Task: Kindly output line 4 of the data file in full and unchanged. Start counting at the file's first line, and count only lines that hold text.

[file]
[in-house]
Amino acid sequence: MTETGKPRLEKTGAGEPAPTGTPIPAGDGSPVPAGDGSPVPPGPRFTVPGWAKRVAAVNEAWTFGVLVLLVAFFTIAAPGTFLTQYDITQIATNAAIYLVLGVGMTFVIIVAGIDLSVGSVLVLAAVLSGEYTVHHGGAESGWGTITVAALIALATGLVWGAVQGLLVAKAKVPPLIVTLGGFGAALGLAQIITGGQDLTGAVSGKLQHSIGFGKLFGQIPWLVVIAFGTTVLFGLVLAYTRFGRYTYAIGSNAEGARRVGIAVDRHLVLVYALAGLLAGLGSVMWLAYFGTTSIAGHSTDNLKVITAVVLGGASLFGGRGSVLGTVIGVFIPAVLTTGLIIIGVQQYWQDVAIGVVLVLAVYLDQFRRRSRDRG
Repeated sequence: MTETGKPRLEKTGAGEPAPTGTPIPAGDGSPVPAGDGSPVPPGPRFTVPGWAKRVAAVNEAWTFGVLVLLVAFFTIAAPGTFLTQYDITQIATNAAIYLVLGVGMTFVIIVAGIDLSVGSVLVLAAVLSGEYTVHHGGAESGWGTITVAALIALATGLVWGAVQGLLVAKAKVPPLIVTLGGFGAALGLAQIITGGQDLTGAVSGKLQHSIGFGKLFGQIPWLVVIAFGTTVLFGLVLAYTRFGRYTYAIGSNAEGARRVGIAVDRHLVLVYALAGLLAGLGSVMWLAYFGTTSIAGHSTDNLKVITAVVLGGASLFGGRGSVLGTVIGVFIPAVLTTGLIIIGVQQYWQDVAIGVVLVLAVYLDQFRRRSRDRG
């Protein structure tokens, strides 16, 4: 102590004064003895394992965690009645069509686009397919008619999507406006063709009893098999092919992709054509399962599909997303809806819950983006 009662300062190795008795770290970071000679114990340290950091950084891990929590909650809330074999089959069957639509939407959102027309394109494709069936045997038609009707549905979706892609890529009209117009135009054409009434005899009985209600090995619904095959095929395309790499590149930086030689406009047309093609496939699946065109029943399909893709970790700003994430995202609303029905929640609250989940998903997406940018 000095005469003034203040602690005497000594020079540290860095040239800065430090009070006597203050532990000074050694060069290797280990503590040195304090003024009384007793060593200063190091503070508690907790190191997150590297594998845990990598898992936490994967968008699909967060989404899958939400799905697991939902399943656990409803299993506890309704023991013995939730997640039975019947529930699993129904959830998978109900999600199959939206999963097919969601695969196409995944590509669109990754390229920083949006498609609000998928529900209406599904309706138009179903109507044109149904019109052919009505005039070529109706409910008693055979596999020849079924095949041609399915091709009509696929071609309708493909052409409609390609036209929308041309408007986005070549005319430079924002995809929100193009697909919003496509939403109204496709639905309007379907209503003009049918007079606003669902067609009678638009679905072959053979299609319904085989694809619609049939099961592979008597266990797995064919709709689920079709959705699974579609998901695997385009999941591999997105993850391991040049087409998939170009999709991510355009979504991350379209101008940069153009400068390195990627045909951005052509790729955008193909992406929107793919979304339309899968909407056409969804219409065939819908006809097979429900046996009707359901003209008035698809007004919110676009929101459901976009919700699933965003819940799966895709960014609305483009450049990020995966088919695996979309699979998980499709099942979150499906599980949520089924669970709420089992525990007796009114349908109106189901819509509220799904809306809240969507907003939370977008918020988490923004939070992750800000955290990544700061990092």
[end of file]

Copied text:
């Protein structure tokens, strides 16, 4: 102590004064003895394992965690009645069509686009397919008619999507406006063709009893098999092919992709054509399962599909997303809806819950983006 009662300062190795008795770290970071000679114990340290950091950084891990929590909650809330074999089959069957639509939407959102027309394109494709069936045997038609009707549905979706892609890529009209117009135009054409009434005899009985209600090995619904095959095929395309790499590149930086030689406009047309093609496939699946065109029943399909893709970790700003994430995202609303029905929640609250989940998903997406940018 000095005469003034203040602690005497000594020079540290860095040239800065430090009070006597203050532990000074050694060069290797280990503590040195304090003024009384007793060593200063190091503070508690907790190191997150590297594998845990990598898992936490994967968008699909967060989404899958939400799905697991939902399943656990409803299993506890309704023991013995939730997640039975019947529930699993129904959830998978109900999600199959939206999963097919969601695969196409995944590509669109990754390229920083949006498609609000998928529900209406599904309706138009179903109507044109149904019109052919009505005039070529109706409910008693055979596999020849079924095949041609399915091709009509696929071609309708493909052409409609390609036209929308041309408007986005070549005319430079924002995809929100193009697909919003496509939403109204496709639905309007379907209503003009049918007079606003669902067609009678638009679905072959053979299609319904085989694809619609049939099961592979008597266990797995064919709709689920079709959705699974579609998901695997385009999941591999997105993850391991040049087409998939170009999709991510355009979504991350379209101008940069153009400068390195990627045909951005052509790729955008193909992406929107793919979304339309899968909407056409969804219409065939819908006809097979429900046996009707359901003209008035698809007004919110676009929101459901976009919700699933965003819940799966895709960014609305483009450049990020995966088919695996979309699979998980499709099942979150499906599980949520089924669970709420089992525990007796009114349908109106189901819509509220799904809306809240969507907003939370977008918020988490923004939070992750800000955290990544700061990092």